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Uncomfortable with size of DH room/bathroom

  1. #9
    Gracey is offline Registered User
    Join Date
    Sep 2009
    Hong Kong

    @ JuneBug. Welcome to Hong Kong.
    If you hire a full-time helper from the Philippines, the paperwork can take up to 10 weeks. Add 2 weeks at least for contacting the agency, doing interviews, choosing someone, etc. So even if you started now, you might not get a FT helper before you deliver.

    I started looking for a helper in late March / early April, and we're not expecting her to arrive till late June / early July.

    If you're not working full-time, try a part-time helper. The going rate is HK $60 an hour in cash for a helper who is under contract with someone else. (Many employers, particularly expats, let their helpers go out and do extra work. Text me if you need a recommendation). This is a good option if you want someone to give you a hand with running errands, groceries, housework, etc., for a set number of shifts a week.

    Otherwise, you can call Merry Maids and they'll send someone over for a 4-hour shift for HK $350. I've used them before, too. They won't do errands, groceries or shopping. But they will do a deep-clean of your flat, or things like ironing.

    Even if you're doing all your own childcare, I think it's helpful to have someone lend a hand when you're in late pregnancy, or just caring for a newborn. One of the pluses of Hong Kong is the affordable house help.

    BUT if you do want to hire full-time, don't feel bad about the small bathroom. Just be upfront with the person you're hiring and see if she's OK. She probably will be.

  2. #10
    Gracey is offline Registered User
    Join Date
    Sep 2009
    Hong Kong

    If you are very concerned about your helper's welfare, you can always pay her a bit more than the minimum, or give her bonuses for good work / on holidays. Most of these women send cash back to poor families. What would be a minimal amount of cash for most people on this forum would probably mean more to a helper than a larger bathroom.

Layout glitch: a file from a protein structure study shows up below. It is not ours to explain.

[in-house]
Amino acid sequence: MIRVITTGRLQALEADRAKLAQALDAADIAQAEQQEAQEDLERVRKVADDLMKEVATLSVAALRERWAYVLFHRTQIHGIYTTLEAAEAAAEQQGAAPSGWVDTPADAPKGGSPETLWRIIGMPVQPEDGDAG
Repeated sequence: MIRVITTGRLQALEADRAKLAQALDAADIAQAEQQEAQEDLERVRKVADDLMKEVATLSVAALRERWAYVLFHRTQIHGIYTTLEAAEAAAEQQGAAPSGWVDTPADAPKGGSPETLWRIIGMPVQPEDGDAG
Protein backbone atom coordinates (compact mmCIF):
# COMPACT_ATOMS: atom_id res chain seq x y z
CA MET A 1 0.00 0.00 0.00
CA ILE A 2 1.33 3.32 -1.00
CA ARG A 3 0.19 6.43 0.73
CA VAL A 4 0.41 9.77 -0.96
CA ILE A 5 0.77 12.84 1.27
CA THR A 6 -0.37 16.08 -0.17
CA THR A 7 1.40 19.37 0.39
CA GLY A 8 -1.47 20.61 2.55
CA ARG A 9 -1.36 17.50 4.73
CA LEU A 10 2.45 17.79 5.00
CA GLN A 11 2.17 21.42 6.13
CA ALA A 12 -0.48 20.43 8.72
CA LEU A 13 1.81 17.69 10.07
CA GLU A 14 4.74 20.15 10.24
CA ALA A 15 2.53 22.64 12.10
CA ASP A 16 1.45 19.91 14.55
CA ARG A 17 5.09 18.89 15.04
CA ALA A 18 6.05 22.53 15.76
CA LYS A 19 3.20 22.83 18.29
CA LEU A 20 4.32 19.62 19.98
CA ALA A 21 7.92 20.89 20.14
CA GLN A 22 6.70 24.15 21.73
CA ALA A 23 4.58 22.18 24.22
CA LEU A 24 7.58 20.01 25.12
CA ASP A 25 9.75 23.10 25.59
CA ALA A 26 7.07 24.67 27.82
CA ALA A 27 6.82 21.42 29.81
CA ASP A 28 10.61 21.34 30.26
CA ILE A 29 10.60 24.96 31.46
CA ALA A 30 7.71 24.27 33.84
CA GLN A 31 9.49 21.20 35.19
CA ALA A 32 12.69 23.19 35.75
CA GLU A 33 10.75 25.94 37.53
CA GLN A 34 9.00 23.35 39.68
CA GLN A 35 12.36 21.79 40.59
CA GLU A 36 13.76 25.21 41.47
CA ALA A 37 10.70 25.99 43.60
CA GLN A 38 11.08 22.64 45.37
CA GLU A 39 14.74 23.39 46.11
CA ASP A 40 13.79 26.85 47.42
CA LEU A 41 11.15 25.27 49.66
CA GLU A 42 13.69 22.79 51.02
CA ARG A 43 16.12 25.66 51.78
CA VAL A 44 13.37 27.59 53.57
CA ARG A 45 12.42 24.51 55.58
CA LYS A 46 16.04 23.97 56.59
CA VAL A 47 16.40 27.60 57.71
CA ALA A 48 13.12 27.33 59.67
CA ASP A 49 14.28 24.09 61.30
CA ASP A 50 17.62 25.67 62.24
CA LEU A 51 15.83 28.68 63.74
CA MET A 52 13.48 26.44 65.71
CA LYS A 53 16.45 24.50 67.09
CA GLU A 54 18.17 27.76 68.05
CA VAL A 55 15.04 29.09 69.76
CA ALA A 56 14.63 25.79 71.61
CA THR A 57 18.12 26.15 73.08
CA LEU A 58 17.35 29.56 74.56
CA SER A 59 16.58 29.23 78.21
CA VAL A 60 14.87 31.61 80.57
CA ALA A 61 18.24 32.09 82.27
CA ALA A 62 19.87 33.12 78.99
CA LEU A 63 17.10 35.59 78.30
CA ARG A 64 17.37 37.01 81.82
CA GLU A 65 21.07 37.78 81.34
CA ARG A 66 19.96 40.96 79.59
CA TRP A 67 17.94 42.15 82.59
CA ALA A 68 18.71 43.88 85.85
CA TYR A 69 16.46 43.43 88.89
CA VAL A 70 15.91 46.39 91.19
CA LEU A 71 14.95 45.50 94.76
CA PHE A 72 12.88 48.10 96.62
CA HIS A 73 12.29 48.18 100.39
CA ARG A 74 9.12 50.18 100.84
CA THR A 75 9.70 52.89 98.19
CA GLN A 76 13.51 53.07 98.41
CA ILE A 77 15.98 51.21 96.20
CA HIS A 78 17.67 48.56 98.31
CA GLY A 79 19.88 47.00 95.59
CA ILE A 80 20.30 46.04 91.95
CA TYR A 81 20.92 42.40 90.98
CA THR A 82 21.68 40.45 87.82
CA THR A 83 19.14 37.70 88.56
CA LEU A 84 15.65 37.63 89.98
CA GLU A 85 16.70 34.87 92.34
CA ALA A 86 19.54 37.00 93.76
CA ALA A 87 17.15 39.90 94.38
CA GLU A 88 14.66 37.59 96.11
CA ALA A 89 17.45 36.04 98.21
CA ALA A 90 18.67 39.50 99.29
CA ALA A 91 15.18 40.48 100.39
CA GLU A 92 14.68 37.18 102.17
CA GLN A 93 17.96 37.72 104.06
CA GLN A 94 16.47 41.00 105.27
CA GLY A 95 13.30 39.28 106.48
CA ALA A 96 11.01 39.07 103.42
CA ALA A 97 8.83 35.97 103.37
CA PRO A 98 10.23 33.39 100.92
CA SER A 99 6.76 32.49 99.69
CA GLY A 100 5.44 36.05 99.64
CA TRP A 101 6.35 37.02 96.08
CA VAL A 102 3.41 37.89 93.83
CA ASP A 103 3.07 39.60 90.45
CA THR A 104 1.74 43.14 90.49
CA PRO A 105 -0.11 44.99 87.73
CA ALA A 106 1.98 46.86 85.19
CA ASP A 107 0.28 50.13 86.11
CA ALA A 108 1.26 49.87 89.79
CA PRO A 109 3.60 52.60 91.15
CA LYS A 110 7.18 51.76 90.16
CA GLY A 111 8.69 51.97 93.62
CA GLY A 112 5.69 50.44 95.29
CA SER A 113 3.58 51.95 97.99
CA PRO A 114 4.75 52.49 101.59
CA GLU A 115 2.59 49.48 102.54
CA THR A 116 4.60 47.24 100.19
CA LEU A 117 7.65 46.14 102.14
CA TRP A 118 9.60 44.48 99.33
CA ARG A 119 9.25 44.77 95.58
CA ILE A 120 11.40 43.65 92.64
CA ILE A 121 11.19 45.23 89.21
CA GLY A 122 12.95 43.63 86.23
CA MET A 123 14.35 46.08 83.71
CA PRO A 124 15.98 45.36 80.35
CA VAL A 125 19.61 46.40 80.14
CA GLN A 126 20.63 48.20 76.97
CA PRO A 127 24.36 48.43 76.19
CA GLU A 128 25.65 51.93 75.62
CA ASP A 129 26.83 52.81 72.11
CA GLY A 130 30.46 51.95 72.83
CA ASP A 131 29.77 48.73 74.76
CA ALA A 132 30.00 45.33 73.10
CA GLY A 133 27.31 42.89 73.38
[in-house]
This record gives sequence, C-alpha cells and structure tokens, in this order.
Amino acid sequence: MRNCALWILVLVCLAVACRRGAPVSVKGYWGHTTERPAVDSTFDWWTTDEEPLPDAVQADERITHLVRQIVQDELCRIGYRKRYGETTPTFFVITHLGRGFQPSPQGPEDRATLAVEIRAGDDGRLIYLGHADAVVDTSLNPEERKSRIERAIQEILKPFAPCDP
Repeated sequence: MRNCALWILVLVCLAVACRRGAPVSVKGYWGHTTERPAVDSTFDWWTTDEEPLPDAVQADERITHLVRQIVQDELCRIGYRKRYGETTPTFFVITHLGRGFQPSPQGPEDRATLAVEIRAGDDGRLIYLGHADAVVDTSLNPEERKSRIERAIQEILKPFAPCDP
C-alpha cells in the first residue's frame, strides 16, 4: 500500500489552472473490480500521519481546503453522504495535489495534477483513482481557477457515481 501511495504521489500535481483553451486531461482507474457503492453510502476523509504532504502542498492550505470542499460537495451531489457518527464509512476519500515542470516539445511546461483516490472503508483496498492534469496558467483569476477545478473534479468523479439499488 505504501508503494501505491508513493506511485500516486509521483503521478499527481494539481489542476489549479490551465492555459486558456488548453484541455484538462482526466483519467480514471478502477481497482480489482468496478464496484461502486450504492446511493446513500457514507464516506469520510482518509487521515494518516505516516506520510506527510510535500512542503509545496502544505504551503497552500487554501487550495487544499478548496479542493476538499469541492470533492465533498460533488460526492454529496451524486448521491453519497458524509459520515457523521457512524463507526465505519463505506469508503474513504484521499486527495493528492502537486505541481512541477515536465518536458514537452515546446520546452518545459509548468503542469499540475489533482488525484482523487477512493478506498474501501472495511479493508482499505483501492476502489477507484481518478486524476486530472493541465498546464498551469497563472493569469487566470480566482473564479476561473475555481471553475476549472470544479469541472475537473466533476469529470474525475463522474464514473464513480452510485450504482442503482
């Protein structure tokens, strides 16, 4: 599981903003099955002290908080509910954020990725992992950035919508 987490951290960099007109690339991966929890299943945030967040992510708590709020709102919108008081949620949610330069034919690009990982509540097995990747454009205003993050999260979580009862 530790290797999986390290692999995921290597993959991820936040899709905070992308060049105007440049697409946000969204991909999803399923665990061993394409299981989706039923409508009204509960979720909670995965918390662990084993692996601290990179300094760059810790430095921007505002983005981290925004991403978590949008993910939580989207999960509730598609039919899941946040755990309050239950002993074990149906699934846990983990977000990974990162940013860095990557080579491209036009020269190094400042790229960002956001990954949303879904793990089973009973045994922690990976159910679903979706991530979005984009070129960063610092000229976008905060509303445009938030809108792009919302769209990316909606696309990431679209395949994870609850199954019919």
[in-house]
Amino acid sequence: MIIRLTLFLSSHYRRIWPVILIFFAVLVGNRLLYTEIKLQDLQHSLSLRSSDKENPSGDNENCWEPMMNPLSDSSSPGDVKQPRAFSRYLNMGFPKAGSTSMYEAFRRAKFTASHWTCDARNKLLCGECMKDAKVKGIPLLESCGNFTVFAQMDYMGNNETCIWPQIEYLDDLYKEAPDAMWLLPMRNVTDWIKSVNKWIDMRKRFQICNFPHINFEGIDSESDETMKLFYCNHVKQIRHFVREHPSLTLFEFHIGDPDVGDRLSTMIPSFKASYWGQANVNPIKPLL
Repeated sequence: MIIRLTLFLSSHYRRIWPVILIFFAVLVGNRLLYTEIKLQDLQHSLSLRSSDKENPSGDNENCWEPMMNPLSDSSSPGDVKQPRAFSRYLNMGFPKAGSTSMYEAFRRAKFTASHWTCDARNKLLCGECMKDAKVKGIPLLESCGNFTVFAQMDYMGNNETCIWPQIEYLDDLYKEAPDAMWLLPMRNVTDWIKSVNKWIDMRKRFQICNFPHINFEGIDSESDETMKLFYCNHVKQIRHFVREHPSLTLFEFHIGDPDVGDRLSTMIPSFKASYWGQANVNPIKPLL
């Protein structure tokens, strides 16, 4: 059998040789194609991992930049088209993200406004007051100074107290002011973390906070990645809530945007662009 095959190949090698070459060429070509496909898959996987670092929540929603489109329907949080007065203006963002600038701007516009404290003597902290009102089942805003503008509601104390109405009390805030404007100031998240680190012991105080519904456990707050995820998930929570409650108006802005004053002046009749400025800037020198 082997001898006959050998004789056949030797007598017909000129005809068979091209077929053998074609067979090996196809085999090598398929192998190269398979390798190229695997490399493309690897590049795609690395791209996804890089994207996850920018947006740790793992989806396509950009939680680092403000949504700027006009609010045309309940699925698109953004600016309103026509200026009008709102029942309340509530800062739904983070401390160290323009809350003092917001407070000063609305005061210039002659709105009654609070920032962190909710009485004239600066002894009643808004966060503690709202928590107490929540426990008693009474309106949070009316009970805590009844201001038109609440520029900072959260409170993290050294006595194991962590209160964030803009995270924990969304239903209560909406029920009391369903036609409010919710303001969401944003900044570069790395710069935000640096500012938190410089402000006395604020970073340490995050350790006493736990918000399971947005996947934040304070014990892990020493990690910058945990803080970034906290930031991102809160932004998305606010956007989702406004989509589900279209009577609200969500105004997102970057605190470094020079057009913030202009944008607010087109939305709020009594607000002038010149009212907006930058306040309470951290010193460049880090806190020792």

3. #11
    thanka2 is offline Registered User
    Join Date
    May 2009

    After glancing through the replies, I have to agree that most helpers here (or at least many) aren't on a "pleasure cruise"--they are here to work and earn income for their families and are willing to sacrifice a lot to do that. Many mothers leave their small children for years at a time in order to earn money to pay for food, shelter and schooling. So, I think the helpers who are here for "business not pleasure" and are serious about making a better life for themselves and their families are willing to tough it out through rough living conditions--especially if she works for a family that really respects her and makes sure her needs are met. I think that the living conditions are a pretty minimal concern as long as they are decent and fair but respect goes a long way. I have heard some of my husband's family (local Chinese) talk about helpers like they are possessions and they really don't treat them very human-like--they make them work like they're robots. Expat families tend to be of a different persuasion. I think as long as you're generous and considerate that will make up for a lot of things.

    In our situation, we live in a village house outside of the city so our helper has a decently sized room to herself and almost a private (normal--not just a hose for a shower) bathroom. But, I'm guessing that the conditions you described for your apartment's helper quarters is probably normal for Hong Kong. Some helpers don't even get their own room here at all and share a room with an elderly person or a baby or both. One of my colleagues lives in a small flat and their helper sleeps in the same room with the child and an elderly grandparent because they only have two bedrooms in their flat. Sharing a bathroom is actually an acceptable option if you find that her bathroom is not up to standard.

    As an American, I found having a live-in helper to be a very weird concept initially and so for the first year of my son's life I chose not to have one. Since hiring a helper that we really like, my life has become exponentially better--I'd say the lives of everyone in my family have. I think it's a very personal matter but in our case, our helper has very much grown to be part of our family so I don't feel weird about her living in the same house with me. I just feel like I have another family member who helps me out a lot. :) Not everyone has this type of relationship with their helper and not every helper is of high caliber either.

    Anyway, when the time is right you'll know if you want a helper or not and hopefully if you do decide to hire one she'll fit your family well. All the best and welcome to Hong Kong!

    “Many women have described their experiences of childbirth as being associated with a
    spiritual uplifting, the power of which they have never previously been aware …
    To such a woman childbirth is a monument of joy within her memory.
    She turns to it in thought to seek again an ecstasy which passed too soon.”

    ~ Grantly Dick-Read (Childbirth Without Fear)

    Mother of Two
    JMW, boy, born November 29, 2007, 9:43 pm, USA
    MJW, girl, born March 17, 2011, 4:14 pm, HK

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